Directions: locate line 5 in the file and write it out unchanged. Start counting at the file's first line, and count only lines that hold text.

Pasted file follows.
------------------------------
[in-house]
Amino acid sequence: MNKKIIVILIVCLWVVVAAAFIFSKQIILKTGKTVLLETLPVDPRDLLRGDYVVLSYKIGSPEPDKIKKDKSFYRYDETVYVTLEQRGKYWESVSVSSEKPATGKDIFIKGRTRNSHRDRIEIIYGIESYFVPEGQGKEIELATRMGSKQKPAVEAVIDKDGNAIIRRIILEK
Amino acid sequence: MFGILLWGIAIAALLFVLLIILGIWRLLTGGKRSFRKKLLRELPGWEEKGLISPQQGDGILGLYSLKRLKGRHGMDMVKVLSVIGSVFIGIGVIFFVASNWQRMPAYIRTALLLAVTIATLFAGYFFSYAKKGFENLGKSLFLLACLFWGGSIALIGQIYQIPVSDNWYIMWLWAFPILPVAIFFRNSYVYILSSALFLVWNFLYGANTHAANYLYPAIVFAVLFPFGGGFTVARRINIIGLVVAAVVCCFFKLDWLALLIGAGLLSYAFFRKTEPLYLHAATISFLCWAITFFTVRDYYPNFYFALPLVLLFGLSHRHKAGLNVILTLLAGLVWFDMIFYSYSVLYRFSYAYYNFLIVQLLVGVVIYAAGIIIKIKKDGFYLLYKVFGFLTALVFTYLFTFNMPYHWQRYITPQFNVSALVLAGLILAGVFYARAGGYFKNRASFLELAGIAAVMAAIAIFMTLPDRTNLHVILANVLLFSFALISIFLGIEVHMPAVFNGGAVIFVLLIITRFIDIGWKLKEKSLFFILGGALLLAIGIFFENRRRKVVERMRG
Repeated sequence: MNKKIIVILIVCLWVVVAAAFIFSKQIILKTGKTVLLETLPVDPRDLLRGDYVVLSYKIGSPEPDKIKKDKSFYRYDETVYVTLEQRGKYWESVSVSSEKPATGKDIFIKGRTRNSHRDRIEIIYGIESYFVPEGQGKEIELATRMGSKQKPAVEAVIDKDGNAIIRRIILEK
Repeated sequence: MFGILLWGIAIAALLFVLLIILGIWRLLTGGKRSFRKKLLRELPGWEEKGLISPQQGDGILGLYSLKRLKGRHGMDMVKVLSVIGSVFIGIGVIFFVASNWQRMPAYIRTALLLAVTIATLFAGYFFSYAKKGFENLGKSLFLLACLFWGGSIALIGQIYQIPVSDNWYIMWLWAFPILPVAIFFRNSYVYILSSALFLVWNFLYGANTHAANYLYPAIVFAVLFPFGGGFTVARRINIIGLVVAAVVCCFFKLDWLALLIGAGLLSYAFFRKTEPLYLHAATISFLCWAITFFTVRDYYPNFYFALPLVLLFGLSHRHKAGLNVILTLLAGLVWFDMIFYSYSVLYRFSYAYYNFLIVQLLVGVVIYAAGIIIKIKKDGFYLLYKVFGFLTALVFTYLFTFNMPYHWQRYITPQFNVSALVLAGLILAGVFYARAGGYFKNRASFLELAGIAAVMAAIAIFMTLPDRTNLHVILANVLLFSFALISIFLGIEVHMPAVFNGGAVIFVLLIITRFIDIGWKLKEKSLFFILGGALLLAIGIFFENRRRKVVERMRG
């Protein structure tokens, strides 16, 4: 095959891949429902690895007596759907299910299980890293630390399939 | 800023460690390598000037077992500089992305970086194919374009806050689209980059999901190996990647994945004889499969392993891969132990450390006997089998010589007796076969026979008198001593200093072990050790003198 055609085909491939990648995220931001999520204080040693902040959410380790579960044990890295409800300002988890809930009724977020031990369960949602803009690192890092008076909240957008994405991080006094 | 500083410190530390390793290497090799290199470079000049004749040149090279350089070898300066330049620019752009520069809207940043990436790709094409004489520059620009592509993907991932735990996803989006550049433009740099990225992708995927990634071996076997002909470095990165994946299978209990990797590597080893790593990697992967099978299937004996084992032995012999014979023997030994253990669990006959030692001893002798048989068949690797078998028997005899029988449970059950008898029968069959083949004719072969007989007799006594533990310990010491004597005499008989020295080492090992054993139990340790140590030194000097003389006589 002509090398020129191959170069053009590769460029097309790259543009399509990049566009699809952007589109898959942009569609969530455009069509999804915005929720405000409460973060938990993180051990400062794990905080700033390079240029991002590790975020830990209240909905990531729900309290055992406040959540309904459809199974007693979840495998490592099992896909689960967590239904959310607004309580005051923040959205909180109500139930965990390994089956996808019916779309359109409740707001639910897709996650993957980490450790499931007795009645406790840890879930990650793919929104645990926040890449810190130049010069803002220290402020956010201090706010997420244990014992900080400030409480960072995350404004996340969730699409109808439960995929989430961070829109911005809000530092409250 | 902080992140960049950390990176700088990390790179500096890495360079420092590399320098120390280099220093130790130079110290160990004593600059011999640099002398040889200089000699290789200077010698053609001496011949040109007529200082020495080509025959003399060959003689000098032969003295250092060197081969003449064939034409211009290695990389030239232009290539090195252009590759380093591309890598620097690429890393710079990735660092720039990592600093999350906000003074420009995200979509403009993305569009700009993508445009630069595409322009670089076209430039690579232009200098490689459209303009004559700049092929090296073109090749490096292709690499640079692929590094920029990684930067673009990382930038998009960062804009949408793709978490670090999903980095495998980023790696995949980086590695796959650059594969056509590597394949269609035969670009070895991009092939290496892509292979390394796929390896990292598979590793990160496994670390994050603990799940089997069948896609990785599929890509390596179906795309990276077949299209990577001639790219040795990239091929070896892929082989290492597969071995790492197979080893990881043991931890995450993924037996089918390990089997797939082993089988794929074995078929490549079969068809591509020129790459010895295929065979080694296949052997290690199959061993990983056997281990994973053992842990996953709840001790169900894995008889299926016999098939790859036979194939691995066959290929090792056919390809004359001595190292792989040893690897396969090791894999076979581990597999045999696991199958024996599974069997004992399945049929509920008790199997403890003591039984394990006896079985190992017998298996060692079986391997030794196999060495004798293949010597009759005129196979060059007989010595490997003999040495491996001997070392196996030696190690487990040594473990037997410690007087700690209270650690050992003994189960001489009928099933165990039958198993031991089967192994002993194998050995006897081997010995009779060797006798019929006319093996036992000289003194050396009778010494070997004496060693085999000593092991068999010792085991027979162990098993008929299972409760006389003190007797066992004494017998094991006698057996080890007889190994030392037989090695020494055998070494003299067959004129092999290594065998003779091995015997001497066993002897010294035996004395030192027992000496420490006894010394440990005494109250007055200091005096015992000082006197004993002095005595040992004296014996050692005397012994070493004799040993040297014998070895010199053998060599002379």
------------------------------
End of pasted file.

Repeated sequence: MFGILLWGIAIAALLFVLLIILGIWRLLTGGKRSFRKKLLRELPGWEEKGLISPQQGDGILGLYSLKRLKGRHGMDMVKVLSVIGSVFIGIGVIFFVASNWQRMPAYIRTALLLAVTIATLFAGYFFSYAKKGFENLGKSLFLLACLFWGGSIALIGQIYQIPVSDNWYIMWLWAFPILPVAIFFRNSYVYILSSALFLVWNFLYGANTHAANYLYPAIVFAVLFPFGGGFTVARRINIIGLVVAAVVCCFFKLDWLALLIGAGLLSYAFFRKTEPLYLHAATISFLCWAITFFTVRDYYPNFYFALPLVLLFGLSHRHKAGLNVILTLLAGLVWFDMIFYSYSVLYRFSYAYYNFLIVQLLVGVVIYAAGIIIKIKKDGFYLLYKVFGFLTALVFTYLFTFNMPYHWQRYITPQFNVSALVLAGLILAGVFYARAGGYFKNRASFLELAGIAAVMAAIAIFMTLPDRTNLHVILANVLLFSFALISIFLGIEVHMPAVFNGGAVIFVLLIITRFIDIGWKLKEKSLFFILGGALLLAIGIFFENRRRKVVERMRG